6805: 1094 Activities 14

Write your name and answers on this sheet and hand it in at the end.

Work with others at your table on these activities. Argue about the answers but work efficiently!


Neutrino masses and oscillations

Goal: Understand neutrino interactions at the microscopic level.

  1. Electroweak interactions
    1. Look at the diagrams on page 1 of the "Neutrinos 2" slides. Which processes are shown in the first two diagrams? (Hint: Draw appropriate time axes.)









    2. Draw the appropriate diagram for the beta decay of a proton.









    3. Draw an alternative for the second diagram with a different intermediate state.









    4. On the second slide, why does one redefine the down quark but not the up quark?









    5. Why is the relation between mass and weak quark eigenstates for two generations expressed in terms of a single angle? (Hint: write the transformation in matrix form. What property does the matrix have to have, yielding how many free parameters? Of these, how many are physically significant?)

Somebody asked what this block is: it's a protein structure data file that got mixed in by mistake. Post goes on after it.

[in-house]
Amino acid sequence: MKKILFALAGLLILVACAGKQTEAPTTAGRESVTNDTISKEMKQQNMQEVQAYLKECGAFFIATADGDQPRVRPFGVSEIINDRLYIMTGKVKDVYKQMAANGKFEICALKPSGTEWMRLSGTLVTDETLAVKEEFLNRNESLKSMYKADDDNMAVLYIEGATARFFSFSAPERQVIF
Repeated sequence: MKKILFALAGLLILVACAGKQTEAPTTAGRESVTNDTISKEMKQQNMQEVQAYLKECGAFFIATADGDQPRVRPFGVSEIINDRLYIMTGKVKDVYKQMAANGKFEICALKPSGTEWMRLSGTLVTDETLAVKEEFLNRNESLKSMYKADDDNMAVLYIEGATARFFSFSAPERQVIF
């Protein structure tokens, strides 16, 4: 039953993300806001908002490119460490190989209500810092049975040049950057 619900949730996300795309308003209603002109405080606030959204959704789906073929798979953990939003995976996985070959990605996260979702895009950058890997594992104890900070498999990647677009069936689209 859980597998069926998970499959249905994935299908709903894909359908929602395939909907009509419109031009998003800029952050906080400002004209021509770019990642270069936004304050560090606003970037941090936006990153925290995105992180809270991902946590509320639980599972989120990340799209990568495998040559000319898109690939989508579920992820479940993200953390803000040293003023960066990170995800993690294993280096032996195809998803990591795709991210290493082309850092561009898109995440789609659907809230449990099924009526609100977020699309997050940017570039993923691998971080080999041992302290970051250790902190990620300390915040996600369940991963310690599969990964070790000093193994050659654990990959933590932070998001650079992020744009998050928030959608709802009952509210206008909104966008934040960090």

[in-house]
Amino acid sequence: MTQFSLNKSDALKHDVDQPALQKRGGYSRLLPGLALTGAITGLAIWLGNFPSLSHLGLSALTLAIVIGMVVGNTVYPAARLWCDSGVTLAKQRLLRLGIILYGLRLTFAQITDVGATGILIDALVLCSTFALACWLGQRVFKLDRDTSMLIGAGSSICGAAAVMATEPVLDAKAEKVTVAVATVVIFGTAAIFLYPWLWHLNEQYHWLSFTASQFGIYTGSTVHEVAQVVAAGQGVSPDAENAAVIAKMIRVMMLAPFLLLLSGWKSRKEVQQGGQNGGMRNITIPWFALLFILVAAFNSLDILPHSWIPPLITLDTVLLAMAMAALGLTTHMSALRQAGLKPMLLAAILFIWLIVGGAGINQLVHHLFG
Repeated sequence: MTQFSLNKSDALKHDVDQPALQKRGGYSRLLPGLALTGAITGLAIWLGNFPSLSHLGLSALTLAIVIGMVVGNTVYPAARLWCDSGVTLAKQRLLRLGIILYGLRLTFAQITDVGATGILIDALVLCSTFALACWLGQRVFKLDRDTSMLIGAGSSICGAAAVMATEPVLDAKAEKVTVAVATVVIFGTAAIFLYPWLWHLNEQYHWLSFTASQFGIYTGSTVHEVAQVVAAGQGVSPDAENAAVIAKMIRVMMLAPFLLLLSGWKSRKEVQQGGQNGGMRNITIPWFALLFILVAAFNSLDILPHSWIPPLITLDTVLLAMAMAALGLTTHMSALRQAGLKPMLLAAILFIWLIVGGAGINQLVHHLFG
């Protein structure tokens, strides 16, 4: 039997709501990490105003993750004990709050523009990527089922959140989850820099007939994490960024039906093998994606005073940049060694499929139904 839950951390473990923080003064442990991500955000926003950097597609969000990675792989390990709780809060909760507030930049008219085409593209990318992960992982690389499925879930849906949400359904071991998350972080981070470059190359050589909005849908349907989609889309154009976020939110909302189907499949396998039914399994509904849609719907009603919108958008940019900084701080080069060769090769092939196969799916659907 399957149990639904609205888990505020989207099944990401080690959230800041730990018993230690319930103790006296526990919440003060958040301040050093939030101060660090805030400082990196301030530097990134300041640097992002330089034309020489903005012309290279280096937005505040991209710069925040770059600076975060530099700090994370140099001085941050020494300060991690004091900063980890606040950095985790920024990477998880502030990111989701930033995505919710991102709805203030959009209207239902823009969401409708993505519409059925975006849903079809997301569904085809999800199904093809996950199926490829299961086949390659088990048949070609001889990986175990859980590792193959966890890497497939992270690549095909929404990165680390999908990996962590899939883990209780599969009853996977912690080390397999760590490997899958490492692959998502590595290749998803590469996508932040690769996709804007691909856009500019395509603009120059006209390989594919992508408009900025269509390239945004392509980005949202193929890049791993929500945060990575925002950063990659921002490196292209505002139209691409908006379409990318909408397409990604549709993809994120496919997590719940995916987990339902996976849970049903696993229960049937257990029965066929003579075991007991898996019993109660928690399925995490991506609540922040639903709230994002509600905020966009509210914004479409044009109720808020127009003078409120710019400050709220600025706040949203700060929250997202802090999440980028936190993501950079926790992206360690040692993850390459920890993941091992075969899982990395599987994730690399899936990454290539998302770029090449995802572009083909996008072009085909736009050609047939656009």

6. Which factors should appear at the quark-W vertices in the diagrams on pages 1 and 2 of the "Neutrinos 2" slides?





  2. Neutrino oscillations
    1. Page 4 of the "Neutrinos 2" slides shows the CKM matrix that describes the mixing of quark eigenstates. What would an analogous matrix for neutrino oscillations look like?






    2. Let us now take a more quantitative look at oscillations. For simplicity, we work with only two flavors |να,β> (and thus two mass eigenstates, call them 1 and 2). What does the mixing matrix look like in this case? (Hint: recall what we had for two quark generations!)





    3. Mathematically, what does it mean to be a "mass eigenstate," and what determines its time evolution?





    4. Suppose you start with an initially pure |να> beam. What is its composition after a time t? In other words, what is |να(t)>, expressed in terms of |ν1> and |ν2>?





    5. The relativistic energy-momentum relation is E2 = p2 + m2. What are the non-relativistic and ultra-relativistic limits, respectively, and which one would you use here?






    6. Calculate the probability to measure a |νβ> after travelling a distance L, i.e., derive the formula given in p. 5 of the "Neutrinos 2" slides.












    7. Finally: Why does the observation of neutrino oscillations imply that they have a nonzero mass? What can be inferred about the masses from oscillations?










6805: 1094 Activities 14. Last modified: 07:15 am, November 17, 2017.
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